9 Milestones in the Evolution of Eddie Murphy
In this weekend's Tower Heist, Eddie Murphy stars as as a benevolent crook who helps a few Ponzi scheme victims attempt to recover their money. So how did a Brooklyn-area stand-up transform himself into an '80s comedic superstar, an unexpected dramatic talent and this February, an Academy Award host?
You can always trace a direct line through a few important roles to illustrate what led to an actor's current success. As such, let's look at nine pivotal performances that track the evolution of Eddie Murphy.
Saturday Night Live (1980)
After spending his early years studying the comedy routines of Bill Cosby and Richard Pryor, the Brooklyn-raised stand-up scored his big break at the age of 19 when he was selected as a Saturday Night Live cast member. Because of his hit characters Gumby, Buckwheat and Mr. Robinson -- in addition to his impersonations (like that of James Brown below) -- Murphy is partially credited for rejuvenating the series after its first slump.
48 Hrs (1982)
Two years later, Murphy made his big screen debut opposite Nick Nolte in Walter Hill's film 48 Hrs, which is regularly cited as the first film in the buddy cop genre. Thanks in part to the chemistry between Nolte and Murphy -- who improvised most of their scenes together -- the film was a critical and box office success. In his review of the movie, Roger Ebert wrote that "sometimes an actor becomes a star in just one scene. [...] And in 48 Hrs., it happens to Eddie Murphy." The scene he was referencing of course is the one where Eddie's reformed convict Reggie Hammond impersonates a cop in a bar full of rednecks to force information out of a bartender. Enjoy the star-making moment below.
Bonus trivia: Nolte was scheduled to host Saturday Night Live as part of his promotional duties, but when he dropped out unexpectedly, Murphy filled in for him, becoming the first and only cast member to ever host while still a regular cast member.
Beverly Hills Cop (1984)
After the follow-up success of Trading Places with Dan Aykroyd, Paramount signed the 23-year-old actor for a $25 million, six-picture deal. The first film in that studio deal was Beverly Hills Cop, the Martin Brest comedy which was originally slated to star Sylvester Stallone. After major rewrites, Murphy jumped on board as a Detroit detective who moves to Beverly Hill to solve the murder of his best friend. Already a star in the U.S., Beverly Hills Cop established Murphy as an international star while grossing over $300 million worldwide and inspiring two sequels.
Harlem Nights (1989)
Following Beverly Hills Cop II and the dud The Golden Child -- another comedy that starred Murphy as a wise-cracking detective -- Murphy used his studio deal to make his directorial debut with the gangster comedy-drama Harlem Nights, which he also wrote and starred in opposite his comedy idol Richard Pryor. The 1930s crime film chronicled the adventures of a father (Pryor) and son (Murphy) and the gangsters and corrupt badges they regularly contend with as the owners of a Harlem nightclub. Even though Harlem Nights was a box office success, it was ravaged by critics who called the project an expletive-laden ego trip (Murphy's name was listed five times in the credits as director, executive producer, writer, star and namesake of Eddie Murphy Productions). For his work in Harlem Nights, Murphy earned a Razzie for Worst Screenplay and a Razzie nomination for Worst Director. Murphy never directed again.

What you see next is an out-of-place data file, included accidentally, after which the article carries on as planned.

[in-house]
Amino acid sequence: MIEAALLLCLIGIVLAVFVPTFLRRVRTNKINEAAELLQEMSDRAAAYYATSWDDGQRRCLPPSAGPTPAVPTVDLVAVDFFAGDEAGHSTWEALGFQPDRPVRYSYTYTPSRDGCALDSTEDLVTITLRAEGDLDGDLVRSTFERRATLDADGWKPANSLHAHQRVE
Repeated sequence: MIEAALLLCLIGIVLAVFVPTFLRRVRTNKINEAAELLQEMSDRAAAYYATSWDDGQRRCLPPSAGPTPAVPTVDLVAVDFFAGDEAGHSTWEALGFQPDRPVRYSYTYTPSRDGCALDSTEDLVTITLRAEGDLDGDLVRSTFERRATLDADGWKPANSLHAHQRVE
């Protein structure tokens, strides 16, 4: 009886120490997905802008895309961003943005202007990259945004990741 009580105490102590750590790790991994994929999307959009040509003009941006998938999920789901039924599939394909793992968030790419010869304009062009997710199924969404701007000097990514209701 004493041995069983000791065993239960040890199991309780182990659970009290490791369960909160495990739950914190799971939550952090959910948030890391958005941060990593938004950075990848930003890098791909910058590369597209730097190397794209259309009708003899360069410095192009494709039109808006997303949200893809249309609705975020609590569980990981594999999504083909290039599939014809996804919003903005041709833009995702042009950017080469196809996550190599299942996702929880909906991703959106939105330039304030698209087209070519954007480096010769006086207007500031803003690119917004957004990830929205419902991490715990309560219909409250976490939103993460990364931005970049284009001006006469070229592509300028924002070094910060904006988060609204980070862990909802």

After a mediocre 48 Hours sequel transitioned Murphy's career into official "slump" territory, the actor took two years off from film to recharge his batteries. When he returned, it was for his first romantic lead role in Boomerang, the film that helped -- for lack of a better word -- boomerang the actor's career back on track. As a chauvinistic ad exec who is humbled by his female equivalent (Robin Givens), Murphy displayed a gentler side of himself that audiences had not seen before while retaining that trademark grinning Murphy charm.
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How the heck did this article miss out Coming to America (1988)?
Pluto Nash is mediocre, but nowhere near a qualifying run for the "worst film ever" award. Its abysmal box office makes it look - especially to those who haven't seen it - worse than it actually is, and in all fairness Murphy did far worse (Norbit, I Spy, Daddy Day Care...)
But he also did way, WAY better, and I agree with Casting Couch that Coming to America should have been included in that article. It's a brilliant comedy, and one that seems much more personal than some other Eddie Murphy vehicles. People kept trashing him back in the 80's for not being the next Bill Cosby, and he hit back with a gem of a film. Moreso, he managed to satirize the African-American bourgeois (the ones that chastised him in the first place for being only a "funny guy" and not some Cliff Huxtable wannabe) without ever being mean-spirited, a feat some of his latter films like the Nutty Professor cannot boast...
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